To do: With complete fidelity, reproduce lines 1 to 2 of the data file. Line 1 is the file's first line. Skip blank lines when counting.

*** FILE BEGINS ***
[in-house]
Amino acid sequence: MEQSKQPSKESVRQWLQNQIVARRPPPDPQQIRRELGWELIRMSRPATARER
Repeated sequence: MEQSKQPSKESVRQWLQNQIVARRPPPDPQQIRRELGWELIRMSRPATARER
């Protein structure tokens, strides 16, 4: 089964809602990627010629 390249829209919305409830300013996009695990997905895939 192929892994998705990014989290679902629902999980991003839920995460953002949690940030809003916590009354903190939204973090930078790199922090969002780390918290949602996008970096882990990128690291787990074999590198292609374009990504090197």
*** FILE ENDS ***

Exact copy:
[in-house]
Amino acid sequence: MEQSKQPSKESVRQWLQNQIVARRPPPDPQQIRRELGWELIRMSRPATARER